About 200km north of Birdsville is a little oasis in the desert, with the friendliest people and a plethora of pleasant surprises.
The word Bedourie means dust storm, but we think it’s anything but. It’s a clean little town that used to be a rest stop for drovers during the 1880s. Here are all the reasons why you should stop and spend the night.
Bedourie is Awesome
The first thing we did is stop at the roadhouse for information. Not only was the lady behind the counter super helpful, but she had some homemade caramel cheesecake tarts for sale. We bought a slice and found that it was delicious.
We passed the Desert Sands sculpture on the way to the Information Centre. The lady behind the counter was so friendly, we think she talked us into staying the night because everything she told us was too good to be true.
While at the Information Centre, we learnt that Bedourie is the home of the Bedourie Camp Oven – hence the name. The Bedourie Camp Oven was developed in the 1920s for drovers and cameleers. Cast iron cookers were too heavy and cracked while the Bedourie ovens were light and durable. The Bedourie Camp Oven is recognised by the government as uniquely Australian and is considered to be a significant piece of equipment used by the pioneers of the Queensland outback.
Camping is Cheap
The campground is right in between the Artesian Spa & Aquatic Centre and the Bedourie Hotel, so all your conveniences are within walking distance. It was a measly $7 per person per night for an unpowered site, and this included free use of the washing machine and Hills Hoist, free use of the electric BBQs with a built-in sink for washing up.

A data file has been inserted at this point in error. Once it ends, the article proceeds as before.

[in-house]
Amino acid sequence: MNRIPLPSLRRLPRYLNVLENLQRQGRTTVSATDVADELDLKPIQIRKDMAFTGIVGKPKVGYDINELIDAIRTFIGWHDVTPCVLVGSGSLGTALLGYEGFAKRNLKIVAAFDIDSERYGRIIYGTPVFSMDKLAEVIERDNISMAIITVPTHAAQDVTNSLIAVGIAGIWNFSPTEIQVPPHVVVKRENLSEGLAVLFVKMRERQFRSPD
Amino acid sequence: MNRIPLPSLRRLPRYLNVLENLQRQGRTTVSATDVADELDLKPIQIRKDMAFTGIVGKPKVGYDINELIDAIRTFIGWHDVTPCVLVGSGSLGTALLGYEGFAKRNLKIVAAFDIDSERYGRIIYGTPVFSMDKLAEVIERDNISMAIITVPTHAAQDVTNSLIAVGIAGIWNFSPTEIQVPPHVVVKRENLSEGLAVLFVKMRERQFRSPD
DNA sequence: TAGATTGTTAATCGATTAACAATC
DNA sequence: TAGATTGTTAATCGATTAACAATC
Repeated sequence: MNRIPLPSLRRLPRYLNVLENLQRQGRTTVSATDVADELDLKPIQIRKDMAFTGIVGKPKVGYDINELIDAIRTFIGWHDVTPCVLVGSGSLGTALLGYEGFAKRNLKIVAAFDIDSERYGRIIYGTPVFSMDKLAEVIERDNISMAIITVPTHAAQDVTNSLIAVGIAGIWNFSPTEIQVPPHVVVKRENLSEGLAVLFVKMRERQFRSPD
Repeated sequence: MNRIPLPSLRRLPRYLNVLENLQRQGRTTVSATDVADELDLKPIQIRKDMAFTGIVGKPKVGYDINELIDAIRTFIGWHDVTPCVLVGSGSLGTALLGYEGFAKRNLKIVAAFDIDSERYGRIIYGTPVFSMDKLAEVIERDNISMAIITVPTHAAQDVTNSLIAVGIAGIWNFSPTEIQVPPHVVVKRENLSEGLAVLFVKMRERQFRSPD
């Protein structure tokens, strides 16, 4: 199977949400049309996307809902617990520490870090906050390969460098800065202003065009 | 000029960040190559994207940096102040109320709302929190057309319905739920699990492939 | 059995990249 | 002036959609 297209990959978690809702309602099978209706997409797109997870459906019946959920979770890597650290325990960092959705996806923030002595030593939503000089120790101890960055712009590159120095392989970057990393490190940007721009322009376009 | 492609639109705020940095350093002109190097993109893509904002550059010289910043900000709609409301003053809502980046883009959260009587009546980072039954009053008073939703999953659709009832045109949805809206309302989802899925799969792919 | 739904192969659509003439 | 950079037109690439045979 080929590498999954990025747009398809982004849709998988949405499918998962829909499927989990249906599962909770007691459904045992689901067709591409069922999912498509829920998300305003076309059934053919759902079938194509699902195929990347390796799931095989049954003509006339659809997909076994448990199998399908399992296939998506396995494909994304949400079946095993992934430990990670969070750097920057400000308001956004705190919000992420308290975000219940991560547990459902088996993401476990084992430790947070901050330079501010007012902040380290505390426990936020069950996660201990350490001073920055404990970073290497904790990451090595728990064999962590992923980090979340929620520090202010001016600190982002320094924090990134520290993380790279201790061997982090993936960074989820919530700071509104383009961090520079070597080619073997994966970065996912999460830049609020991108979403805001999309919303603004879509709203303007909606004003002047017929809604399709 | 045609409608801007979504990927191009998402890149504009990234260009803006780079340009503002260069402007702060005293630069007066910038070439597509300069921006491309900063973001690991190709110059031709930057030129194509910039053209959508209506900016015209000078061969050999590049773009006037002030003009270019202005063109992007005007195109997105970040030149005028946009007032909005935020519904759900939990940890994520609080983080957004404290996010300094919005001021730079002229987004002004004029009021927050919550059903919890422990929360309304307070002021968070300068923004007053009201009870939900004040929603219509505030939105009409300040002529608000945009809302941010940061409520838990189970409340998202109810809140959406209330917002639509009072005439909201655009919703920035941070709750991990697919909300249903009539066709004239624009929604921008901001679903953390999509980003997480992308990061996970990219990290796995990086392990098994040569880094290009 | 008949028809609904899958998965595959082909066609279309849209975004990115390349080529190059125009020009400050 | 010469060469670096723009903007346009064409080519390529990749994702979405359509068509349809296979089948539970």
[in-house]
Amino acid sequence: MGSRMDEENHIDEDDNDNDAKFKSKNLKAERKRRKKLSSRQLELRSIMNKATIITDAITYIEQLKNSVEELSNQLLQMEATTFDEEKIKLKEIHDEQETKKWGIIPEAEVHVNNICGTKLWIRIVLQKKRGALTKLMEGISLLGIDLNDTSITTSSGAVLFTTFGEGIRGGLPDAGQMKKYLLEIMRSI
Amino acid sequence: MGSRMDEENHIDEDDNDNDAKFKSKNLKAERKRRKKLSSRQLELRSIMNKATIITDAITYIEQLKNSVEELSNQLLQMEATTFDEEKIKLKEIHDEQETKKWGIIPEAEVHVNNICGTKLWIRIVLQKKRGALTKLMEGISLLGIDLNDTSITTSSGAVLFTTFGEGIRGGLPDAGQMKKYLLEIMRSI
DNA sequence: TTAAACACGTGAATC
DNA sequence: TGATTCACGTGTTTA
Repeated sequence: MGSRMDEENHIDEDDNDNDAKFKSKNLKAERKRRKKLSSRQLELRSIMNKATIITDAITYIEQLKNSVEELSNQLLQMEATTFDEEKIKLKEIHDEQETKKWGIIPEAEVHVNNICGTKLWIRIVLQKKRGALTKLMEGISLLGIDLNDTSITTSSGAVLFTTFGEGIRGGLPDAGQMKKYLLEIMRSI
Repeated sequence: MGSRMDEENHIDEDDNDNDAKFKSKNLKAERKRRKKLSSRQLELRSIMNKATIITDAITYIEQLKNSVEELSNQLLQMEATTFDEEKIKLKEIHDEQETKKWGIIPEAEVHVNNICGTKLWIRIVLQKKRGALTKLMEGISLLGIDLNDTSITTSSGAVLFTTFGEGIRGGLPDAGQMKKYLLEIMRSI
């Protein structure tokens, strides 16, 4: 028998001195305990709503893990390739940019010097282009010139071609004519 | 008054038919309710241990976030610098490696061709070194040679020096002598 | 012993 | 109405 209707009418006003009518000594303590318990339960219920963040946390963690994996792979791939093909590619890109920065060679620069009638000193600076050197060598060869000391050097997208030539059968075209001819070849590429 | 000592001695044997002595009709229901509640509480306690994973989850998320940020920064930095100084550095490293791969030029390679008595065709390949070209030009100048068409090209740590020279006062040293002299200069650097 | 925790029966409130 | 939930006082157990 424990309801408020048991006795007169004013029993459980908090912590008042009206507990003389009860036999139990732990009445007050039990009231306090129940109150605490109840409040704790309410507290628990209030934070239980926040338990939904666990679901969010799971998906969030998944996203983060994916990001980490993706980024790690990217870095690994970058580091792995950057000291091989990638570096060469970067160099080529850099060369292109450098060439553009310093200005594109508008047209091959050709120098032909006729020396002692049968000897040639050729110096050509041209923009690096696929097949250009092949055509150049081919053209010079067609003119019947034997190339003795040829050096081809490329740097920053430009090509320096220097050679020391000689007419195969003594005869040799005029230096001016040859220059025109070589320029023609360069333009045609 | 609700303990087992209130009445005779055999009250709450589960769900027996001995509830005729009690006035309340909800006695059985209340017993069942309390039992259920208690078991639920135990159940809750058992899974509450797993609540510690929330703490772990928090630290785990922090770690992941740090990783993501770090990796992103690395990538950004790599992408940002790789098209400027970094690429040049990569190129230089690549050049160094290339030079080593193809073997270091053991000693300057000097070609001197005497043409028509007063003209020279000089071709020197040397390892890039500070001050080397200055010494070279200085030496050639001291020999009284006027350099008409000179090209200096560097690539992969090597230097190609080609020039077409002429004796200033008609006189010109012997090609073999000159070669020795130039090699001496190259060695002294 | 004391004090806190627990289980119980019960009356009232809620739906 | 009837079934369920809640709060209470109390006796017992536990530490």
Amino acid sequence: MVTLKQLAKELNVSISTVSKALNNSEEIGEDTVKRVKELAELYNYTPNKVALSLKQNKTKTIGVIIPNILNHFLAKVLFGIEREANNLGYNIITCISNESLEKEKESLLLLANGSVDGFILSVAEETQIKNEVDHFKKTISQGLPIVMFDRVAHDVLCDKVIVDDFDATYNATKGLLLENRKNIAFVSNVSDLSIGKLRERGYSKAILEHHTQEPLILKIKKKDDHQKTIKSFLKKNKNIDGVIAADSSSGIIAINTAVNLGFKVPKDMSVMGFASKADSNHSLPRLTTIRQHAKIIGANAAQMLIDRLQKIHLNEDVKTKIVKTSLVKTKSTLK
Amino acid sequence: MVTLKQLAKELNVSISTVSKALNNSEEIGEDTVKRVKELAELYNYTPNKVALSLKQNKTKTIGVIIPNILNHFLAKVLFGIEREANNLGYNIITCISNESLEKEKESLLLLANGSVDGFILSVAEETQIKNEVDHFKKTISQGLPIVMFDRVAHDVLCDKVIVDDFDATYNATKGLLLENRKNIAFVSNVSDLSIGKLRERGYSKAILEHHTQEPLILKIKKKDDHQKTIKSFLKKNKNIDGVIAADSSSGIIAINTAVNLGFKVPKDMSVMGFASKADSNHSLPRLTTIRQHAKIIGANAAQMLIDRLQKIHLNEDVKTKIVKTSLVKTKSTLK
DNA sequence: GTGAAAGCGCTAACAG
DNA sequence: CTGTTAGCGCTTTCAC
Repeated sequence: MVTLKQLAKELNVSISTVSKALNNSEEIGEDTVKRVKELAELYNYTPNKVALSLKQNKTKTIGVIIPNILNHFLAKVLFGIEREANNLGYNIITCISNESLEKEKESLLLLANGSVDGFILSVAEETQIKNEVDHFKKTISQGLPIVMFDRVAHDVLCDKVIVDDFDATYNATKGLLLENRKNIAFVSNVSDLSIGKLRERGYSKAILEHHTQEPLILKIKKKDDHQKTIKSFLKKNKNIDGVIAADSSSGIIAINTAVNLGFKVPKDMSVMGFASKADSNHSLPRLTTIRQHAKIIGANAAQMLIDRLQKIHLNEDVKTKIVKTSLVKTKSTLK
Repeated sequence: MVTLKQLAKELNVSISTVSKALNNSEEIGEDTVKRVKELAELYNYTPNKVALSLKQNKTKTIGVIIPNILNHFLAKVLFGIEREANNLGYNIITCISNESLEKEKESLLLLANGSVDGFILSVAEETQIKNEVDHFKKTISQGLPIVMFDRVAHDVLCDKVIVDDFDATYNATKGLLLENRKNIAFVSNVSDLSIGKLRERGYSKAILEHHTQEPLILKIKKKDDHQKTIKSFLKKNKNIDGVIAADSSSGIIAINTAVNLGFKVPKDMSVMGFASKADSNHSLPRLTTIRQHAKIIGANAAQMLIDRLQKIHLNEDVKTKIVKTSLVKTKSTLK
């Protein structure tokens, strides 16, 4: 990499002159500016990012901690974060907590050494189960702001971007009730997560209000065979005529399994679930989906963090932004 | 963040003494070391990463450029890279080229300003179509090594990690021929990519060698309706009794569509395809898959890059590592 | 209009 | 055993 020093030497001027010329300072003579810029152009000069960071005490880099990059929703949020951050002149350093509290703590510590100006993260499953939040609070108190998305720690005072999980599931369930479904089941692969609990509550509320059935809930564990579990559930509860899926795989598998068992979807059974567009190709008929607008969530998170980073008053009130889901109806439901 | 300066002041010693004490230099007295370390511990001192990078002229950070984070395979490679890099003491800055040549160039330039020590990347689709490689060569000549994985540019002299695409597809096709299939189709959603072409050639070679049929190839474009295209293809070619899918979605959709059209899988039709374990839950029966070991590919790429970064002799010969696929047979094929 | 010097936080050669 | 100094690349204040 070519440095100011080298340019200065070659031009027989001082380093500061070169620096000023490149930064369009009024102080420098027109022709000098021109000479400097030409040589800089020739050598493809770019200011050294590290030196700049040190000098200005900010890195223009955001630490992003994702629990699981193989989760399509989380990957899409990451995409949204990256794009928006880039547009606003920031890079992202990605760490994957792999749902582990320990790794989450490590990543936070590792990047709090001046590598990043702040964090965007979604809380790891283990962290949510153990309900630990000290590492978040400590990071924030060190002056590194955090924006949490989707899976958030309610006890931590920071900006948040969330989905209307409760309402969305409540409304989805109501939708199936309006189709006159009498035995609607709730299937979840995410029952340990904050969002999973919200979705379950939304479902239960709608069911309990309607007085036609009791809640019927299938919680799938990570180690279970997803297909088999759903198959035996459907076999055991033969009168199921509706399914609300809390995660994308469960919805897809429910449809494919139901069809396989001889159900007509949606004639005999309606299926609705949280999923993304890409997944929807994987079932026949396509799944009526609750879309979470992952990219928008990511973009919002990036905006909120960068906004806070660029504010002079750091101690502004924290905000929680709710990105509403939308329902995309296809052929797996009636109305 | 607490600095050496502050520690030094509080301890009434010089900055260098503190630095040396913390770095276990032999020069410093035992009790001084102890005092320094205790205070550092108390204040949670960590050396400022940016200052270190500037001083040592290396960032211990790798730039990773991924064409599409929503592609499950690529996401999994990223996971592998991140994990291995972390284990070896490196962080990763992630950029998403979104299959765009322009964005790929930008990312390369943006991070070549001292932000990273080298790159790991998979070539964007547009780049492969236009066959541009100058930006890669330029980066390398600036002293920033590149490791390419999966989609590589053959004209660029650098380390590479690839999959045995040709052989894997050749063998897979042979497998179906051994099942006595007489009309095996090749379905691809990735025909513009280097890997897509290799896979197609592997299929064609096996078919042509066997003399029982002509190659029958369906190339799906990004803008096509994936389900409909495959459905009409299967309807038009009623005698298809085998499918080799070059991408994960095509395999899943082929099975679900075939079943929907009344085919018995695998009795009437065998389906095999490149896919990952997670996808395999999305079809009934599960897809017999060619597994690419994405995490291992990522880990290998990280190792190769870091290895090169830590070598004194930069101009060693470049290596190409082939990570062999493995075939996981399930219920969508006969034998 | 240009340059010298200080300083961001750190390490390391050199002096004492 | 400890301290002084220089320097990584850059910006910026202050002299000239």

The Artesian Spa & Aquatic Centre
By far the best attraction in Bedourie, the Bedourie Aquatic Centre was opened in 2000 and features a 25m swimming pool and a hot artesian spa that sits at around 35-40°C. The water used by the aquatic centre comes from the town’s original bore head, which was drilled in 1905.
The Aquatic Centre is open daily from 6am to 8pm during the summer months and 7am – 7pm during the cooler months, and is accessible by paying a $50 refundable deposit for the key at the Information Centre. This key gives you unlimited access, until you reluctantly need to give it back before you move on.
Across the road from the campground is Bedourie’s historic pub. It used to be called the Royal Hotel and was originally established in 1886. It has been operating ever since and the building’s appearance hasn’t changed much over the years.
While we were there, we had a chat with one of the locals before knocking out some trivia from the paper. The jukebox is stuffed with all the country music you could want, and they also do evening meals from 6.00pm till 8.00pm.